This book cover does not need a name on it for us to know whose work it is. Which is actually kind of amazing when you think about it. I mean, it’s a big brown triangle with crazy eyes. But you know it’s Jon Klassen’s work. Triangle is another very fine and slightly off-kilter-in-a-good-way collaboration between Klassen and Mac Barnett. I read it quickly at the bookstore so will need a second reading to really absorb it, but it’s got a triangle and a square chasing each other across a Klassenesque landscape and playing pranks on each other.
Beaver Steals Fire is a traditional tale from the Salish tribe about how humans first got fire. This is a good addition to my shelf of Native American literature and traditional stories.
I especially loved the art in Tokyo Digs a Garden–so much to wonder over and enjoy in each spread. But the story is a charmer too: Tokyo plants a seed in his urban backyard and is shocked when it sprouts overnight and quickly grows into a forest that takes over the city. I also got a kick out of Tokyo’s pet cat, whose name is Kevin.
I very rarely abandon read-alouds with my son unless he specifically says he’s bored and he never said he was bored by this book, but I certainly was. It’s the first in a series about a space-traveling group of young teens charged with saving the world from its energy crisis; each volume is written by a different author. Perhaps some of the later volumes are more interesting, but the first book just isn’t written very well. Characters are under-developed, plot takes forever to get going and is highly predictable once it does; and the sentence-level writing is flat.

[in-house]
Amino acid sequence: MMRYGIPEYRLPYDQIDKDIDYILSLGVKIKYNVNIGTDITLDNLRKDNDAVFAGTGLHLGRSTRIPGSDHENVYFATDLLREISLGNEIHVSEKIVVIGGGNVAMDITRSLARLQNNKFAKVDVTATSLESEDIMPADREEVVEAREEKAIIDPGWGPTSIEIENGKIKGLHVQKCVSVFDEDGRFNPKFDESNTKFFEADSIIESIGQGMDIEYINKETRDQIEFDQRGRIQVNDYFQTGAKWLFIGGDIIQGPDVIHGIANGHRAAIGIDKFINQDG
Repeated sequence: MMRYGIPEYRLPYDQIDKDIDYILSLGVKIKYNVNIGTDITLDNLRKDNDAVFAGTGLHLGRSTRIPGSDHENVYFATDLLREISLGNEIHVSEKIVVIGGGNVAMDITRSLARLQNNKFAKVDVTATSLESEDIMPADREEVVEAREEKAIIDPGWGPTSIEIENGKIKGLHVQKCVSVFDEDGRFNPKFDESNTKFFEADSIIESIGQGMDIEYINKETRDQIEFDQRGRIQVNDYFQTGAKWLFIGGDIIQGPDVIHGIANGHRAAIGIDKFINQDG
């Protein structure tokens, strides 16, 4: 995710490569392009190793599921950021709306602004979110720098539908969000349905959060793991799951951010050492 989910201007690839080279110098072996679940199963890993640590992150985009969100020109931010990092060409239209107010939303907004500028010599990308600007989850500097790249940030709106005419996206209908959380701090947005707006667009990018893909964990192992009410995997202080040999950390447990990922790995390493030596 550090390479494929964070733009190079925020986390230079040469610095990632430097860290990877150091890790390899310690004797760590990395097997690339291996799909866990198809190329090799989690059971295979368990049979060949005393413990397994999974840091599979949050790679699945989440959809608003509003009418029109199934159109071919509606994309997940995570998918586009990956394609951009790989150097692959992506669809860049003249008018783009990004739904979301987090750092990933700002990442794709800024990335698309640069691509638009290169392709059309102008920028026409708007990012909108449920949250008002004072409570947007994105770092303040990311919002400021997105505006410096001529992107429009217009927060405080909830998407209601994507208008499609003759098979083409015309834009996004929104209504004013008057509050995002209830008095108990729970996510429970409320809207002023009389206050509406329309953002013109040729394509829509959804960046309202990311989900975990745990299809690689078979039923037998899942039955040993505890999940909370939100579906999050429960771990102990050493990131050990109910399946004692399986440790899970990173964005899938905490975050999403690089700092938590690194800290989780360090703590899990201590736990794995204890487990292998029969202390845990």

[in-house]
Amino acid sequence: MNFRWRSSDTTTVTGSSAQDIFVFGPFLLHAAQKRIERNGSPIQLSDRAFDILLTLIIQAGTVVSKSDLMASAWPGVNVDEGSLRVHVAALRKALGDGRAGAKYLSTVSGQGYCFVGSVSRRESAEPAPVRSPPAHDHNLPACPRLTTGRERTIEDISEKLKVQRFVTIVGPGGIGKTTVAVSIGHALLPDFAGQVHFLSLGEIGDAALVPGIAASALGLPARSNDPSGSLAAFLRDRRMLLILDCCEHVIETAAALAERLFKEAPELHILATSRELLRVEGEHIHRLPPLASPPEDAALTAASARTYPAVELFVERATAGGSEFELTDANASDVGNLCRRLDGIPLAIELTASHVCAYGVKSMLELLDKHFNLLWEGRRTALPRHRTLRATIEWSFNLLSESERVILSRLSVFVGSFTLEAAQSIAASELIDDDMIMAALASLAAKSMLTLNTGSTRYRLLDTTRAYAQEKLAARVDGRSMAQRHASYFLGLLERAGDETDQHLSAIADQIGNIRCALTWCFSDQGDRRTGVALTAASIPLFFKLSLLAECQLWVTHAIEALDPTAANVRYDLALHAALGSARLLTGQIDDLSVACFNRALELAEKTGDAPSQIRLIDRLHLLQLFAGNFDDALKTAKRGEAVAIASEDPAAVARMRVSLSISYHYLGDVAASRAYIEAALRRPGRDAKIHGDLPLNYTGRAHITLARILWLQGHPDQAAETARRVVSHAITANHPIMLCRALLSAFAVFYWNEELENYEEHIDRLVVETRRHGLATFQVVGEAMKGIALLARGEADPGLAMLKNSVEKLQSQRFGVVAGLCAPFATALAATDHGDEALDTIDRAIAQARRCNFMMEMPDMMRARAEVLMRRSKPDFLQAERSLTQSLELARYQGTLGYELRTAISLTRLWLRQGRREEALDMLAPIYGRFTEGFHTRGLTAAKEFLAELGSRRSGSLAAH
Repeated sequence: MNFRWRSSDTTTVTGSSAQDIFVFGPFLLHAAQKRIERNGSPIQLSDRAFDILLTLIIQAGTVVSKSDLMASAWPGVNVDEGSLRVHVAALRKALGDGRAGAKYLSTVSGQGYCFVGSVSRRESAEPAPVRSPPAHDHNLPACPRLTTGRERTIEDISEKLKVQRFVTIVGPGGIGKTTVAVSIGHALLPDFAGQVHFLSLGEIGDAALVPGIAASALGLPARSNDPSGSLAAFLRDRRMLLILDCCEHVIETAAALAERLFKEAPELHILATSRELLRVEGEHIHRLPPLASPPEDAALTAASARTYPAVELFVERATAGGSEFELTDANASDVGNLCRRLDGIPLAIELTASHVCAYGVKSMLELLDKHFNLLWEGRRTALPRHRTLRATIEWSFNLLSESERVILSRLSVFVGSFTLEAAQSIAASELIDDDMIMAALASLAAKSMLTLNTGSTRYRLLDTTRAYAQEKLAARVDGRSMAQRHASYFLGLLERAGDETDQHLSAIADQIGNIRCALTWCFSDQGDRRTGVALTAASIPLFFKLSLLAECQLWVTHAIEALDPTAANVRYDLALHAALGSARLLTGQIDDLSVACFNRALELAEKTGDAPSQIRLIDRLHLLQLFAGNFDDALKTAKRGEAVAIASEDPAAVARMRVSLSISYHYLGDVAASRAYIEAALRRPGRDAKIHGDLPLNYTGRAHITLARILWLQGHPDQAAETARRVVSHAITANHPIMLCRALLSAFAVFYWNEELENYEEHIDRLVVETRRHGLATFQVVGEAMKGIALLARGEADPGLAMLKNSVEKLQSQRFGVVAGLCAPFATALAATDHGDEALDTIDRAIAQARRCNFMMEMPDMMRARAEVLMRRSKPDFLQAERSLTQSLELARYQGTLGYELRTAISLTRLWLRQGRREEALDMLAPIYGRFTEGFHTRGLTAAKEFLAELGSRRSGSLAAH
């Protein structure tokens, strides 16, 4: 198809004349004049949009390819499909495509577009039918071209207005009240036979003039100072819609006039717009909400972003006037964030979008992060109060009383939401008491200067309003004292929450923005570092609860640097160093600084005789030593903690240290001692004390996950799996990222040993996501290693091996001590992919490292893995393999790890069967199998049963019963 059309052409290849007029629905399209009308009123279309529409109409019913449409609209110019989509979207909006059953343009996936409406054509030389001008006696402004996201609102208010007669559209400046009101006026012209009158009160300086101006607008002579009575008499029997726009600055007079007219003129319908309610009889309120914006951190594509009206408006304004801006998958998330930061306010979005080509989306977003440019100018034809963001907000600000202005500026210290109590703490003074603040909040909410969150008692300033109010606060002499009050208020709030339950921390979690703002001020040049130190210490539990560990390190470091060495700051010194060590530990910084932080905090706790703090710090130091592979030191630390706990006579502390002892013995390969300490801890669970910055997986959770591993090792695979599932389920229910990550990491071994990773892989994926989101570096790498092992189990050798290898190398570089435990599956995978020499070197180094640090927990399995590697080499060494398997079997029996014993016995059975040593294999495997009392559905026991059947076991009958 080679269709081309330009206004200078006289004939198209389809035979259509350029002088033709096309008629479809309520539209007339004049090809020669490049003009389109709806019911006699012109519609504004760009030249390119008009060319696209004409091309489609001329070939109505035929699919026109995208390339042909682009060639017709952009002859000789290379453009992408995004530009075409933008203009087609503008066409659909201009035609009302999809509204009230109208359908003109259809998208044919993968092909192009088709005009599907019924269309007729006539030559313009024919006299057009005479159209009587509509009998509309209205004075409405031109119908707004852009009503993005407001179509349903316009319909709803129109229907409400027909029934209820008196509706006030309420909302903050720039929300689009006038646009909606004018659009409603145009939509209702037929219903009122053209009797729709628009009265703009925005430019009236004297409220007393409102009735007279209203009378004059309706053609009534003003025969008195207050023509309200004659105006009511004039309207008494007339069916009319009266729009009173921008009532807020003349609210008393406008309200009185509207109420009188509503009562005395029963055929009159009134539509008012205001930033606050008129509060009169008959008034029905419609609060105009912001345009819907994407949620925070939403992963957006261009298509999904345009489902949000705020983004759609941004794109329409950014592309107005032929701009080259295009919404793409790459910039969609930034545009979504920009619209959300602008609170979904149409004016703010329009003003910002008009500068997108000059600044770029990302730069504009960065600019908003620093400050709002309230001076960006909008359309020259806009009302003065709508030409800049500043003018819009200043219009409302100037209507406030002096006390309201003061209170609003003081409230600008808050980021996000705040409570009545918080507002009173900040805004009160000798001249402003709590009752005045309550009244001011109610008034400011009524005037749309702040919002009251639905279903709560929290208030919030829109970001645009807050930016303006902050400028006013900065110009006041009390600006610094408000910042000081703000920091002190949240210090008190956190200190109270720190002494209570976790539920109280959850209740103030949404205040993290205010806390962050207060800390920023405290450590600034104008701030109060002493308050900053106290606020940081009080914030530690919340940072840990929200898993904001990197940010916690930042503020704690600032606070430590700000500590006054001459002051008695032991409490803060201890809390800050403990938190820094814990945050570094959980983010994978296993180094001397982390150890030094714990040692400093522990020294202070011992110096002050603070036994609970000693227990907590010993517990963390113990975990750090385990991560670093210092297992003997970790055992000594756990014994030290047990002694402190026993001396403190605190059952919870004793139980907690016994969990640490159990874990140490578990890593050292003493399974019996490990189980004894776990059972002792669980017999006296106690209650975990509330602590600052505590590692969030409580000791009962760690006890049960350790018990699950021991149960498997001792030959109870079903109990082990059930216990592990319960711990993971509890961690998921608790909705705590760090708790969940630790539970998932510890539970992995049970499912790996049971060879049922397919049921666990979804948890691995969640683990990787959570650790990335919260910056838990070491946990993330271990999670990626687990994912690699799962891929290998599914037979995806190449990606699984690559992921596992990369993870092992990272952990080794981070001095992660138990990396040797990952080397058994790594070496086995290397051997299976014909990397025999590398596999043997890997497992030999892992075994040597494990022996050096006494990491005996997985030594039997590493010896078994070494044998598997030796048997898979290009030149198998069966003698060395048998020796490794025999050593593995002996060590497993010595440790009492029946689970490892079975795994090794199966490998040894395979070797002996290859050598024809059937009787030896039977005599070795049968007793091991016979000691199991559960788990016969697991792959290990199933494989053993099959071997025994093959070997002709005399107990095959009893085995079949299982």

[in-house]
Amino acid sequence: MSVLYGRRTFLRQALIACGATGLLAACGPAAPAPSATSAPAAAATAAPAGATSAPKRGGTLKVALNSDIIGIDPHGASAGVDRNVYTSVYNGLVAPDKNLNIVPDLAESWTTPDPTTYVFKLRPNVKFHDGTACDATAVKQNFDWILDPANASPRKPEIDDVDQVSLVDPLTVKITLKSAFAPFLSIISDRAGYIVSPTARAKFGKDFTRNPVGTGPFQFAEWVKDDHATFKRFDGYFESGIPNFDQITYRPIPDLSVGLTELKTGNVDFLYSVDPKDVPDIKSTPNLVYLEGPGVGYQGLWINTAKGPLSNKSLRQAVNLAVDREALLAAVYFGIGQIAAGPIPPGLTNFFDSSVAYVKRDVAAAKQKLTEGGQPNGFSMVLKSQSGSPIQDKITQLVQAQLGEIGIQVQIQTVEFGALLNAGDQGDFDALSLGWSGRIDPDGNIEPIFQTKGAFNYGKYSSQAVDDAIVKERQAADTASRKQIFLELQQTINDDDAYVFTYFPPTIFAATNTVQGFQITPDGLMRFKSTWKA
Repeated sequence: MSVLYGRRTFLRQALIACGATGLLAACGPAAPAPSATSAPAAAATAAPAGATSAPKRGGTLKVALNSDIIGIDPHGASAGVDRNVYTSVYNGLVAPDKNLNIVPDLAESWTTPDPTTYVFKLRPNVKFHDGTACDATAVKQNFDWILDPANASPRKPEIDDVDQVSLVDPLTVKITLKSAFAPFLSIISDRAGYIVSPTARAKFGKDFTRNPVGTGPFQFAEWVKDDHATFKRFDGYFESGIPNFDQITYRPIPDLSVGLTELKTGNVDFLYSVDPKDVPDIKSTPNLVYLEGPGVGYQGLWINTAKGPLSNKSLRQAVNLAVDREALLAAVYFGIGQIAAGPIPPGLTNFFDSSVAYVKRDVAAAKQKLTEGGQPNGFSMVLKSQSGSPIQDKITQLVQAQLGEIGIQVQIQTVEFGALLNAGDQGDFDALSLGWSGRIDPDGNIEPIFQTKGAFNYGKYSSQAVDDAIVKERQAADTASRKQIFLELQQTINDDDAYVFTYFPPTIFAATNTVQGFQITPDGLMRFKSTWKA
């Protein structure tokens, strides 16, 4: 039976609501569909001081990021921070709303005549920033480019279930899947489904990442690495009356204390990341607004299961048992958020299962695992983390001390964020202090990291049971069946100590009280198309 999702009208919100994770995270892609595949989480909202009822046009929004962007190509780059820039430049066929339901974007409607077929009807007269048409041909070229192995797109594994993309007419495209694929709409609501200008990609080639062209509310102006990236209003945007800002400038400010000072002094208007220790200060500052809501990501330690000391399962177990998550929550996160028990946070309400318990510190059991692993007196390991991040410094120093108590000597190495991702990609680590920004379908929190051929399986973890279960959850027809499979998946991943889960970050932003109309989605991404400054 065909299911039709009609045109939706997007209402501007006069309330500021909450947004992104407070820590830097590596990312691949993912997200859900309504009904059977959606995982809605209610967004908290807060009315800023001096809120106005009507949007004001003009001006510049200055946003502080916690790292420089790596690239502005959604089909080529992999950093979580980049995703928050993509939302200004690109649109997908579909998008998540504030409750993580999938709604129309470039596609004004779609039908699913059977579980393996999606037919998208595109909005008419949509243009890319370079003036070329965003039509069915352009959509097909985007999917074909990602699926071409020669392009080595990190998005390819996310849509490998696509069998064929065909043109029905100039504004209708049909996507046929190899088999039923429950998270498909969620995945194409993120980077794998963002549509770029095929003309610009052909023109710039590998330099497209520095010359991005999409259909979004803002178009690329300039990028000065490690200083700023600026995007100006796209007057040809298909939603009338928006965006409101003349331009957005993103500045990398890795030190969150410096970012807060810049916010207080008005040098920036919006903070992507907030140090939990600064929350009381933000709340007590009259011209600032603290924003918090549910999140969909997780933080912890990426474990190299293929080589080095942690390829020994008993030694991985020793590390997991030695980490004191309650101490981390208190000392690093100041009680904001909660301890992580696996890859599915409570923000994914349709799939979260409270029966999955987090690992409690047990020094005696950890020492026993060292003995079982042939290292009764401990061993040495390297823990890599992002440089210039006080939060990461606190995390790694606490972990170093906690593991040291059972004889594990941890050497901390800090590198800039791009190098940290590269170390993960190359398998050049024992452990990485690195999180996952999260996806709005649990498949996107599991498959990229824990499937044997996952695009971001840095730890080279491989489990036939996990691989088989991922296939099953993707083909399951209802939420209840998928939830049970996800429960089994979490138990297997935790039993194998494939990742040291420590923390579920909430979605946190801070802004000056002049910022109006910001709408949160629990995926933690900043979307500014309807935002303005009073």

My son has started to chafe against our nightly routine of bedtime stories, and I have become acutely aware that each book we read might be our last. I’ve decided to make every book really count, to make sure that when bedtime stories do end, they end on a high note. He’s been intrigued by the movie trailers for the new Beauty and the Beast movie, so when we abandoned Project Alpha, I decided to read Robin McKinley’s lush retelling, Beauty, to him. It’s one of my favorite fairy tale retellings, a book I read again and again when I was a teenager, and it was delightful to revisit it so many years later. It’s by far the most descriptive and least action-packed book we’ve ever read aloud, but it kept his attention throughout.
The Rain in Portugal is Billy Collins’s newest collection of poetry, and it just might be my favorite, though it would be hard to pick a favorite Collins collection, since they’re all wonderful. There were just so many poems that I loved here. I read the book very slowly, two or three poems a day.
Abigail Thomas’s Thinking About Memoir was another reread for me. It’s a very slim volume that does exactly what the title promises–thinks through some of the questions, problems, and rewards of writing memoir, using memoir-like snippets of narrative that are punctuated by Thomas’s favorite memoir writing assignment, “Write two pages about…” Nearly every page of this book had me wanting to write, which was a problem as I was reading before bed with no notebook handy.